Naden faces fresh charge

Police searching the Butlers Falls area south of Dubbo for the body of Lateesha Nolan on April 12. 	                Photo: Simon Chamberlain
Police searching the Butlers Falls area south of Dubbo for the body of Lateesha Nolan on April 12. Photo: Simon Chamberlain

THE search for Lateesha Nolan will not stop, her father Mick Peet said after hearing news Malcolm Naden had been charged with murder of the then 24-year-old.

"I've been waiting seven years for some form of justice for Lateesha and today is a giant step in that direction, so we're just pleased that something is being done," he said yesterday.

Mr Peet also hinted there was more known to the police, some of which they had passed on to him, but he was bound to keep this information in confidence.

Naden, who gained notoriety as a bush fugitive after more than six years spent on the run, was charged with the murder of his cousin Lateesha Nolan during a video court appearance at Central Local Court in Sydney yesterday.

Mr Peet said the police had told him the search for Lateesha would not stop and surveyors were to be used to try and chart the banks of the Macquarie River near Butlers Falls.

He said in the seven years since the disappearance and death of Lateesha the river had changed its course and by using surveyors those changes could be predicted and used as part of the search.

"It's been all the hard yards so far," Mr Peet said.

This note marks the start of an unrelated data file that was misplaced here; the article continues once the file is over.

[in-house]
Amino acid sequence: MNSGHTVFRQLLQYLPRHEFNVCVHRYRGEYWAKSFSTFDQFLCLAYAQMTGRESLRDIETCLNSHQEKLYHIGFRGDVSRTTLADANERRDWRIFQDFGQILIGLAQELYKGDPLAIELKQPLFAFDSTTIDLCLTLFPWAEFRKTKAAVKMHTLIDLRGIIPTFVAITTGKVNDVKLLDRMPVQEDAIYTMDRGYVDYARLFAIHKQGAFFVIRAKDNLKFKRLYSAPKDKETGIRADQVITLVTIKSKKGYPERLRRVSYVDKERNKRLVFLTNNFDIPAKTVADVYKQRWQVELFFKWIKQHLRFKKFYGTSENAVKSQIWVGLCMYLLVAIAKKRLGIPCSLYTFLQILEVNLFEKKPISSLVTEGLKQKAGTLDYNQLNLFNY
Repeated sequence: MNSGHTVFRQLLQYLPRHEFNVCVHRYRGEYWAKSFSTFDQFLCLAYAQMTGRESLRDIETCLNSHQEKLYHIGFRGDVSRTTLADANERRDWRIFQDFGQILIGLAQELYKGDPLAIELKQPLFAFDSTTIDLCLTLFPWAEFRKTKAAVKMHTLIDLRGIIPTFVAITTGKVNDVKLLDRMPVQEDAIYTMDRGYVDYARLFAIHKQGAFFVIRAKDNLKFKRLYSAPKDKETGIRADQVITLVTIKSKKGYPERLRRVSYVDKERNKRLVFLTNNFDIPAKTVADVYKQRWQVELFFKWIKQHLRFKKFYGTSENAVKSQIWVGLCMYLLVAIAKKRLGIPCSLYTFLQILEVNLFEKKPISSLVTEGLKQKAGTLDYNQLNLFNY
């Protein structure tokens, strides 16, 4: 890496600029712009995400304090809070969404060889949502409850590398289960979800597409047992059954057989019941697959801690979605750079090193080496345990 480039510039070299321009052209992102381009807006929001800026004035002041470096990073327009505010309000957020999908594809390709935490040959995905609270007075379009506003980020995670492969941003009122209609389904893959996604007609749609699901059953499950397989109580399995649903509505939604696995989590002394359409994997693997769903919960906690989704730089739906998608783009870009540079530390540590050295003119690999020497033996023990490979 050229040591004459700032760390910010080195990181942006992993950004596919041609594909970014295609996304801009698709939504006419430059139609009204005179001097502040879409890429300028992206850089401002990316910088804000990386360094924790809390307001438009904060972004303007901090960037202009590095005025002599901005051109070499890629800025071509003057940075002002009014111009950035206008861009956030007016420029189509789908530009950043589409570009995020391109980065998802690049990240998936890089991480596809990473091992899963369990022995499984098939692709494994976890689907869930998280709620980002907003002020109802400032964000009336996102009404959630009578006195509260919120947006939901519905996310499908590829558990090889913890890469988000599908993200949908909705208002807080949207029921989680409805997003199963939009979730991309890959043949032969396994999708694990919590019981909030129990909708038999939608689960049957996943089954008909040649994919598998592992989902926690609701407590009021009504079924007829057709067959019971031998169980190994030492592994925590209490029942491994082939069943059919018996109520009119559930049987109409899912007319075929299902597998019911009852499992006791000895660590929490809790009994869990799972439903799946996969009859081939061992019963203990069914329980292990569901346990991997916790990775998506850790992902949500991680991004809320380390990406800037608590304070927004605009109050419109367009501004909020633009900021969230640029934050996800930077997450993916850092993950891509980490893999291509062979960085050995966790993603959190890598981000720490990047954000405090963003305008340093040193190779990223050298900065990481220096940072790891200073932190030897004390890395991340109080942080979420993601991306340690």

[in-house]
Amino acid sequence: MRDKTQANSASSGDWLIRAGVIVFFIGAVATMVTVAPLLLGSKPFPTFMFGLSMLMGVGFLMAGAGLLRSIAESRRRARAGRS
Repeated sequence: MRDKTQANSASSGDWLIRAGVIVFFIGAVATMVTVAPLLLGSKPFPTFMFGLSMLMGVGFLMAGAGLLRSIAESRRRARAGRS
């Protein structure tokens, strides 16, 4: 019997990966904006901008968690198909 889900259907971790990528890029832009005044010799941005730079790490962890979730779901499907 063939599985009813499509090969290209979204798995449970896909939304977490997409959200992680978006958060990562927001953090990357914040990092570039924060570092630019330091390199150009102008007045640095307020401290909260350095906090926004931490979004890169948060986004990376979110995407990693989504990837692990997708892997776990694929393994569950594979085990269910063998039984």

"First they captured him, now they've charged him; the next step is to find Lateesha."

Ms Nolan disappeared after dropping two of her children off at her grandparents' home in West Dubbo.

Mr Peet said Naden's move from the Goulburn SuperMax to Long Bay, where he was put on suicide watch, had initially concerned him because he thought there was an improved chance of escape.

Naden had previously been charged with the 2005 murder of Kristy Scholes and two counts of aggravated indecent assault on a 12-year-old girl.

He was also charged with the attempted murder of a police officer at Nowendoc on December 7, 2011.

The fresh charges come just months after Naden was captured on March 22 in a remote area near Gloucester in the Upper Hunter region, following an extensive police hunt.

Speaking outside court, NSW homicide squad commander Michael Willing said police believed they had enough evidence to lay the fresh charge.

“In relation to Lateesha’s body we will continue to investigate the matter and if there is sufficient evidence to locate it we will certainly follow it,” Detective Superintendent Willing said.

Naden, who appeared via audio-visual link from Long Bay prison with a shaved head, has yet to enter a plea.

His lawyer Mark Ierace, SC, said he was not well enough to do so.

“There is a concern as to his mental health,” Mr Ierace SC told the court, adding that Mr Naden was having difficulty with his medication.

The matter has been adjourned until October 16.


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